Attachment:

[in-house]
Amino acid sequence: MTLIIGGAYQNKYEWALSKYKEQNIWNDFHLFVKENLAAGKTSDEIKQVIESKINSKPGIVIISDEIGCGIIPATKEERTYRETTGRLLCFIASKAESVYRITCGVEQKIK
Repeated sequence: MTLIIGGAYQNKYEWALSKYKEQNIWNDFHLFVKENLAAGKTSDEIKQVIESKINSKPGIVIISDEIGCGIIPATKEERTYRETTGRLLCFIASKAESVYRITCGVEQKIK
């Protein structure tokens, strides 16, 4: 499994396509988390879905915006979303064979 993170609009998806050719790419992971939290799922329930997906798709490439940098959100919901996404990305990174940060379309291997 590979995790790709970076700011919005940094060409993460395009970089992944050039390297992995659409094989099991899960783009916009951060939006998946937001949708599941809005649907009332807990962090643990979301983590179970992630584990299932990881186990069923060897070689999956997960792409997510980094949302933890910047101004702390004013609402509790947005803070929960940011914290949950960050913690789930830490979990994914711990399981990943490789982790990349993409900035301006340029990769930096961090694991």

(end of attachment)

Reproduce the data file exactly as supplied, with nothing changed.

[in-house]
Amino acid sequence: MTLIIGGAYQNKYEWALSKYKEQNIWNDFHLFVKENLAAGKTSDEIKQVIESKINSKPGIVIISDEIGCGIIPATKEERTYRETTGRLLCFIASKAESVYRITCGVEQKIK
Repeated sequence: MTLIIGGAYQNKYEWALSKYKEQNIWNDFHLFVKENLAAGKTSDEIKQVIESKINSKPGIVIISDEIGCGIIPATKEERTYRETTGRLLCFIASKAESVYRITCGVEQKIK
């Protein structure tokens, strides 16, 4: 499994396509988390879905915006979303064979 993170609009998806050719790419992971939290799922329930997906798709490439940098959100919901996404990305990174940060379309291997 590979995790790709970076700011919005940094060409993460395009970089992944050039390297992995659409094989099991899960783009916009951060939006998946937001949708599941809005649907009332807990962090643990979301983590179970992630584990299932990881186990069923060897070689999956997960792409997510980094949302933890910047101004702390004013609402509790947005803070929960940011914290949950960050913690789930830490979990994914711990399981990943490789982790990349993409900035301006340029990769930096961090694991």